Mapping Constellations

Posted on May 31st, 2019 by

A blog post by Deputy Director Tracie Guy-Decker. Read more posts from Tracie by clicking HERE.


One of the many things at which Marvin excels is finding connections others might miss. You might say that he sees constellations where others see a jumble of stars. With a confession that I am not as skilled at constellation-spotting as he, I thought I’d share some connections I noticed while I was in New Orleans for the annual conference of the American Alliance of Museums.

On my first day in the city, I visited the Cabildo and the Presbytère, two neighboring Louisiana State Museums on Jackson Square. Even as I walked those halls–more than 1100 miles from Lloyd Street–still I has one foot in the JMM.

In the Cabildo’s exhibit Mapping the Crescent, featuring maps of New Orleans displayed chronologically, I envisioned the opening of our Voices of Lombard Street and wondered what kind of story we might tell with a chronological display of maps of Baltimore.

In We Love You New Orleans, I realized, again, that I have truly become a museum professional, as I gawked at the beautiful costumes and, remembering our own Fashion Statement currently in the Feldman Gallery, wondered if the lights were too high for their well-being.

At the Presbytère, as I explored the darkened warren that is Living with Hurricanes: Katrina & Beyond, I was moved by the recollections and the material culture left behind (and devastated by) a natural disaster I remember happening. But I was truly arrested by the case containing Jewish religious objects, including a tallit, shofar, electric menorah and Torah cover. (The Torah scroll itself was rendered pasul (unfit for ritual use) by the 8 feet of water the synagogue endured, and it was buried according to custom.)

Perhaps most surprising in the New Orleans museums, though, was this illustration of an astrologer costume, designed for a Mardi Gras krewe in 1932. As we prep for our future presentation of Jews in Space: Members of the Tribe in Orbit (coming in May 2020), the stereotypically Jewish features of this stargazer were a bright line in my mind constellation connecting the crescent city and charm city.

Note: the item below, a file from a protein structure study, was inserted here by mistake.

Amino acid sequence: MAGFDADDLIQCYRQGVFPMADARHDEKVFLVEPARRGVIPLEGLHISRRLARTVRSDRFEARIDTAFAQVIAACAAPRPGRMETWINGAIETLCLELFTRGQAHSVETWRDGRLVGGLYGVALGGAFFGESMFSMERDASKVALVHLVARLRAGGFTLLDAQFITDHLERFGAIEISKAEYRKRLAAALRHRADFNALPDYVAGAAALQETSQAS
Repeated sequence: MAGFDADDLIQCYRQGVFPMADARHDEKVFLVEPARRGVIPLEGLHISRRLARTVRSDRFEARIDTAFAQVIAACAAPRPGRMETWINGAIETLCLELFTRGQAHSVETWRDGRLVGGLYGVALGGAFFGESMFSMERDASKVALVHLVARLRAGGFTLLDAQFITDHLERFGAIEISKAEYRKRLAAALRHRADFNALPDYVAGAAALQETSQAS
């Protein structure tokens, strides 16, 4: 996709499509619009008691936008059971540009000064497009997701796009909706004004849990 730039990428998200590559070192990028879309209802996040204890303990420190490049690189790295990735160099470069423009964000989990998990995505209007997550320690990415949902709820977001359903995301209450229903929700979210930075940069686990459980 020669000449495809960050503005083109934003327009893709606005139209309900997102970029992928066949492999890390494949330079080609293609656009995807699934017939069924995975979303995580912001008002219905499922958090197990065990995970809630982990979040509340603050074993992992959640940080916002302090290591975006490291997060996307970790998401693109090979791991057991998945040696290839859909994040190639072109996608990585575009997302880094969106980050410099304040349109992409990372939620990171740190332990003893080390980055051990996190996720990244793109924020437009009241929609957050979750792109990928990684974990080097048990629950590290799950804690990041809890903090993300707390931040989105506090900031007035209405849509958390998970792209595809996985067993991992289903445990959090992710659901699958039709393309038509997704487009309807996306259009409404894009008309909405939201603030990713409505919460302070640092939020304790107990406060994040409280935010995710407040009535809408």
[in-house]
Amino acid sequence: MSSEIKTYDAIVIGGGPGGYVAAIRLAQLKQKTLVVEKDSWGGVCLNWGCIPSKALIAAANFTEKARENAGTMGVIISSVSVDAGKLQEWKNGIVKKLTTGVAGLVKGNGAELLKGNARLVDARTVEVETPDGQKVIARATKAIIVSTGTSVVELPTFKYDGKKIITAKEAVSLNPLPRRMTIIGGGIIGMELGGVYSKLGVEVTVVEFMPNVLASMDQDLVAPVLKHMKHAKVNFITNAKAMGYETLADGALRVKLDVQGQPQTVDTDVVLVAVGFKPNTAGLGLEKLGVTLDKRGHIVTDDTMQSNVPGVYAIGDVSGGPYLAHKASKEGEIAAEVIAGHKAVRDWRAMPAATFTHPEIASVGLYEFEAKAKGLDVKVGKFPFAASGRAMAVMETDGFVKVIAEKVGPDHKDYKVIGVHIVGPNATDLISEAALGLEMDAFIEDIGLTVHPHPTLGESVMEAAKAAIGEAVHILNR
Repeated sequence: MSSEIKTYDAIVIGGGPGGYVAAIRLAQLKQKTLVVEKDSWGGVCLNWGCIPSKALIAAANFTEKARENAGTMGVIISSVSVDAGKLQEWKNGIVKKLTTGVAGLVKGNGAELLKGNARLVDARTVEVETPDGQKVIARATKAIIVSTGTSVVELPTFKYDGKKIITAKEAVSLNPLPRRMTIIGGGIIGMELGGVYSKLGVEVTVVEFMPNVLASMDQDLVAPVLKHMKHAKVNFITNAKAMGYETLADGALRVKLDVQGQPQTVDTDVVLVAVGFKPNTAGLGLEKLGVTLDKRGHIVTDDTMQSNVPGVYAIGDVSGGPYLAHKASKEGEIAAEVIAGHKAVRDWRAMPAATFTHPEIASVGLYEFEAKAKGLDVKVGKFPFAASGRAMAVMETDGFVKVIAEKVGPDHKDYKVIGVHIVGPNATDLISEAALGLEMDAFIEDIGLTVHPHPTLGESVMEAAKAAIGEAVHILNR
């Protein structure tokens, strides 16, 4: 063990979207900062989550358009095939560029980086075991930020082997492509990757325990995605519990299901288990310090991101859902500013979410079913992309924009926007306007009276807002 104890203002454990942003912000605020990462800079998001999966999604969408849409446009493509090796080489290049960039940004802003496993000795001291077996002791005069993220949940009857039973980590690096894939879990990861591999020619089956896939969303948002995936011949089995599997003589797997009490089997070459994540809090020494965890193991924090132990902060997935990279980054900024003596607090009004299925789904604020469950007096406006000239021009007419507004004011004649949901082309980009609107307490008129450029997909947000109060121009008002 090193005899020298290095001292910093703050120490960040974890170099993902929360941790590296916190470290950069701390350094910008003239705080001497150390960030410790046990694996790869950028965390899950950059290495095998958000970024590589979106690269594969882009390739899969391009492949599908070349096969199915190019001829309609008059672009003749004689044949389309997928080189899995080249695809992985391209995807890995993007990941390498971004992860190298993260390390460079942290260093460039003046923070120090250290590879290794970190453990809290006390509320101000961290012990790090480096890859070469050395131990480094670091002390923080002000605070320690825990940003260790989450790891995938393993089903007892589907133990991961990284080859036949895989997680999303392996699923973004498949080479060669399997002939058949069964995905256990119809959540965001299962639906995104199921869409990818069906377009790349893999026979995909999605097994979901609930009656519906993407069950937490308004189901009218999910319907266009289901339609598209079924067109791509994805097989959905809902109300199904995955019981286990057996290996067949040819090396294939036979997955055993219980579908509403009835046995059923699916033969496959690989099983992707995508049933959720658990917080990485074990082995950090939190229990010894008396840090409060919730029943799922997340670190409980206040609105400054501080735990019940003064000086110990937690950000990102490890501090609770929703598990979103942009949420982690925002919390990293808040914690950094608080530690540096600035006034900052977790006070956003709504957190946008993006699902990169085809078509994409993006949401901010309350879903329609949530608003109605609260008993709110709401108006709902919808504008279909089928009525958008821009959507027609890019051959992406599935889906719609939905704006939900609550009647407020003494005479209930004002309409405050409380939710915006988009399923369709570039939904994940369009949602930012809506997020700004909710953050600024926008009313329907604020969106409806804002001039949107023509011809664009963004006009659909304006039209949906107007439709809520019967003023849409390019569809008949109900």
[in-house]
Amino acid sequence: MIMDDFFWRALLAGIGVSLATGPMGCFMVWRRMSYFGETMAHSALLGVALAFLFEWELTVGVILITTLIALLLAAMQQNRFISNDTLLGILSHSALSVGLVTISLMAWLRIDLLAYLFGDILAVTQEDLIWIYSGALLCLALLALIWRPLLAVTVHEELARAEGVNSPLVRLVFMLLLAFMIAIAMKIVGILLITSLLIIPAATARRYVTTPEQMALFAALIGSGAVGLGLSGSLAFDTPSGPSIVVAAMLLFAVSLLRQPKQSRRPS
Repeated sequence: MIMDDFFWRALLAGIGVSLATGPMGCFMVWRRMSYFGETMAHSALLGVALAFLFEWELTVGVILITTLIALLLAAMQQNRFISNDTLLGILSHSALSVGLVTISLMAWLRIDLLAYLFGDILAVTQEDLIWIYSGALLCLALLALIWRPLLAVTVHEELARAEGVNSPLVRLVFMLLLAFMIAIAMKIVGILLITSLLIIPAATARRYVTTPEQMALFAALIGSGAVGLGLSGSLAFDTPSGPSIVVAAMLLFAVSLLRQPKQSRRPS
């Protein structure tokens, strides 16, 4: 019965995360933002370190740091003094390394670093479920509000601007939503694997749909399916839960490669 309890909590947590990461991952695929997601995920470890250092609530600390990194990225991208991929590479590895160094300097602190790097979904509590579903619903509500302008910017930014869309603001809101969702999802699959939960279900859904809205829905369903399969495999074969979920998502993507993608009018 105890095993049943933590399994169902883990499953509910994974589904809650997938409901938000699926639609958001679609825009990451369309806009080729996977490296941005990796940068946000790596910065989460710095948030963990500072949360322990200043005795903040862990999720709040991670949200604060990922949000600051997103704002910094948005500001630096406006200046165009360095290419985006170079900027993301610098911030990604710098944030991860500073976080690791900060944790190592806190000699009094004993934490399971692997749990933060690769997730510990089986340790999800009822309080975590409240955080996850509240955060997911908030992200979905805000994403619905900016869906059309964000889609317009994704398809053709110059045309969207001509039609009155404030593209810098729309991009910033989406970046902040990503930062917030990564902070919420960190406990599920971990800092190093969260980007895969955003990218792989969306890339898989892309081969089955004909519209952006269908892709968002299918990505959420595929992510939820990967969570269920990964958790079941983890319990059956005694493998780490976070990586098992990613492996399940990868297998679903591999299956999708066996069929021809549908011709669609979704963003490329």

In the conference sessions themselves, the connections were perhaps less surprising:

In one of the keynote addresses, the speaker noted that 97% of Americans believe museums are educational assets for their communities, which made me think of our upcoming Jonestown festival and the way so many museums are coming together to be assets to our community.

In a session that promised 75 ideas about membership and fundraising in 60 minutes, not only did I get a lot of great ideas and reminders to bring home with me, I shared with the room about our recent campaign to bring you members in to the Museum (yes, you!) by offering you a free gift, but only when you actually came into the building.

In a session about culturally-specific museums, I learned about the International African American Museum, soon to be open in Charleston, SC. Chief curator Joy Bivens shared that the IAAM is envisioning a Center for Family History, where visitors will be able to do genealogical research using guidance from the Museum and their collections. I heard an echo of some of our own current and aspirational services to the community.

In a panel about the importance of branding, the conversation led me to jot down some notes about what it is that we do: We use Jewish stories to nurture empathy, champion human dignity, and inspire action in Maryland and beyond.

There were more, but I think I’ll leave it here: Nurturing empathy, championing human dignity, and inspiring action. That’s a constellation I can really get behind.

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